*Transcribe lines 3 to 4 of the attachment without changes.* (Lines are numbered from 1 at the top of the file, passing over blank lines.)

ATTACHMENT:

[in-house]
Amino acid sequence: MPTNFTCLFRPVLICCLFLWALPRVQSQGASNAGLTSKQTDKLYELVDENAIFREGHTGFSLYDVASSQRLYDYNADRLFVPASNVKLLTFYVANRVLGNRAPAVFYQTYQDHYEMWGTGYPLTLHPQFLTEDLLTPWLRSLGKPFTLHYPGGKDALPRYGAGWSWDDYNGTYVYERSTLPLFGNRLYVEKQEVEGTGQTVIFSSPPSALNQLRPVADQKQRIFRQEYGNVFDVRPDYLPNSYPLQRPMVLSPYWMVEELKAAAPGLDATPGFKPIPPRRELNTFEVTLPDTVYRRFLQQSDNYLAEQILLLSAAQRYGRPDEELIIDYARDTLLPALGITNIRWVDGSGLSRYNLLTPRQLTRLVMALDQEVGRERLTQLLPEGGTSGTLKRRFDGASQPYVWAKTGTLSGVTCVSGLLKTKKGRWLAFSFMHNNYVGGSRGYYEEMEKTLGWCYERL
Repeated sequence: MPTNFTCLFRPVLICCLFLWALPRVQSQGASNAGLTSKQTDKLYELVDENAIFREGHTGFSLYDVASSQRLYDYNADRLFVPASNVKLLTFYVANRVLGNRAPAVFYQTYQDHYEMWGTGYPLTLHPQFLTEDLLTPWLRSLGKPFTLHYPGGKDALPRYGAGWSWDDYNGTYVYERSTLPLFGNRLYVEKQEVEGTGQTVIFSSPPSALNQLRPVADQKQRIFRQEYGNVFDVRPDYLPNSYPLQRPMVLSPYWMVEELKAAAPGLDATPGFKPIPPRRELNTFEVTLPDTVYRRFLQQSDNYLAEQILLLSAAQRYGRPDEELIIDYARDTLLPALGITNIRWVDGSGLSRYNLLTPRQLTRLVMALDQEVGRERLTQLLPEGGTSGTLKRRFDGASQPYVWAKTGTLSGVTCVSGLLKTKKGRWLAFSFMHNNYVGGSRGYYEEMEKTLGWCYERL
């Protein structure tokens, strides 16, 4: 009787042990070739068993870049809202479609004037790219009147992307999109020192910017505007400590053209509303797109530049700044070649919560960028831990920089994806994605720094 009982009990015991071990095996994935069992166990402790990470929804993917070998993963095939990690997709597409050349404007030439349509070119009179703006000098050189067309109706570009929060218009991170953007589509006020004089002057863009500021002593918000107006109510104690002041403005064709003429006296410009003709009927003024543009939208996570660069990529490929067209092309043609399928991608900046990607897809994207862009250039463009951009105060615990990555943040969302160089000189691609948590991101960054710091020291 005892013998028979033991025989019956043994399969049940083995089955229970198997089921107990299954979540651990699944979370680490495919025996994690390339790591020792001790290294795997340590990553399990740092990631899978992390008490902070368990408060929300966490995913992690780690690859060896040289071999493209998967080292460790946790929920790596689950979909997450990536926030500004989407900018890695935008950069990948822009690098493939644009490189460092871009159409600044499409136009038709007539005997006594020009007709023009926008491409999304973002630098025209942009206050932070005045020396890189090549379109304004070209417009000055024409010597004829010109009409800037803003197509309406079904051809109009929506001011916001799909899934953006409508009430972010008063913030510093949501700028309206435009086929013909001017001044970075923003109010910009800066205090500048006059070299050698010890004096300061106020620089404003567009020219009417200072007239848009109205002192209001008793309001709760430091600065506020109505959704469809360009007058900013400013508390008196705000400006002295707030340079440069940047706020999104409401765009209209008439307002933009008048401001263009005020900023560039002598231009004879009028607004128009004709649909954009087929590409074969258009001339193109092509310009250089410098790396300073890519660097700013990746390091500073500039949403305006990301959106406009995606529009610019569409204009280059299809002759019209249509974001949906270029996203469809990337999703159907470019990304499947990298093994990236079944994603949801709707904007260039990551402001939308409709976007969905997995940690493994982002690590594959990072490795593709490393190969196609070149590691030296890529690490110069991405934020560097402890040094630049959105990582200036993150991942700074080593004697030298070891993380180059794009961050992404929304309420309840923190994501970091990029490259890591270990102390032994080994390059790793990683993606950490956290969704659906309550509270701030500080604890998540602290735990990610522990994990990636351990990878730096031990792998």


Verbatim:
Repeated sequence: MPTNFTCLFRPVLICCLFLWALPRVQSQGASNAGLTSKQTDKLYELVDENAIFREGHTGFSLYDVASSQRLYDYNADRLFVPASNVKLLTFYVANRVLGNRAPAVFYQTYQDHYEMWGTGYPLTLHPQFLTEDLLTPWLRSLGKPFTLHYPGGKDALPRYGAGWSWDDYNGTYVYERSTLPLFGNRLYVEKQEVEGTGQTVIFSSPPSALNQLRPVADQKQRIFRQEYGNVFDVRPDYLPNSYPLQRPMVLSPYWMVEELKAAAPGLDATPGFKPIPPRRELNTFEVTLPDTVYRRFLQQSDNYLAEQILLLSAAQRYGRPDEELIIDYARDTLLPALGITNIRWVDGSGLSRYNLLTPRQLTRLVMALDQEVGRERLTQLLPEGGTSGTLKRRFDGASQPYVWAKTGTLSGVTCVSGLLKTKKGRWLAFSFMHNNYVGGSRGYYEEMEKTLGWCYERL
């Protein structure tokens, strides 16, 4: 009787042990070739068993870049809202479609004037790219009147992307999109020192910017505007400590053209509303797109530049700044070649919560960028831990920089994806994605720094 009982009990015991071990095996994935069992166990402790990470929804993917070998993963095939990690997709597409050349404007030439349509070119009179703006000098050189067309109706570009929060218009991170953007589509006020004089002057863009500021002593918000107006109510104690002041403005064709003429006296410009003709009927003024543009939208996570660069990529490929067209092309043609399928991608900046990607897809994207862009250039463009951009105060615990990555943040969302160089000189691609948590991101960054710091020291 005892013998028979033991025989019956043994399969049940083995089955229970198997089921107990299954979540651990699944979370680490495919025996994690390339790591020792001790290294795997340590990553399990740092990631899978992390008490902070368990408060929300966490995913992690780690690859060896040289071999493209998967080292460790946790929920790596689950979909997450990536926030500004989407900018890695935008950069990948822009690098493939644009490189460092871009159409600044499409136009038709007539005997006594020009007709023009926008491409999304973002630098025209942009206050932070005045020396890189090549379109304004070209417009000055024409010597004829010109009409800037803003197509309406079904051809109009929506001011916001799909899934953006409508009430972010008063913030510093949501700028309206435009086929013909001017001044970075923003109010910009800066205090500048006059070299050698010890004096300061106020620089404003567009020219009417200072007239848009109205002192209001008793309001709760430091600065506020109505959704469809360009007058900013400013508390008196705000400006002295707030340079440069940047706020999104409401765009209209008439307002933009008048401001263009005020900023560039002598231009004879009028607004128009004709649909954009087929590409074969258009001339193109092509310009250089410098790396300073890519660097700013990746390091500073500039949403305006990301959106406009995606529009610019569409204009280059299809002759019209249509974001949906270029996203469809990337999703159907470019990304499947990298093994990236079944994603949801709707904007260039990551402001939308409709976007969905997995940690493994982002690590594959990072490795593709490393190969196609070149590691030296890529690490110069991405934020560097402890040094630049959105990582200036993150991942700074080593004697030298070891993380180059794009961050992404929304309420309840923190994501970091990029490259890591270990102390032994080994390059790793990683993606950490956290969704659906309550509270701030500080604890998540602290735990990610522990994990990636351990990878730096031990792998």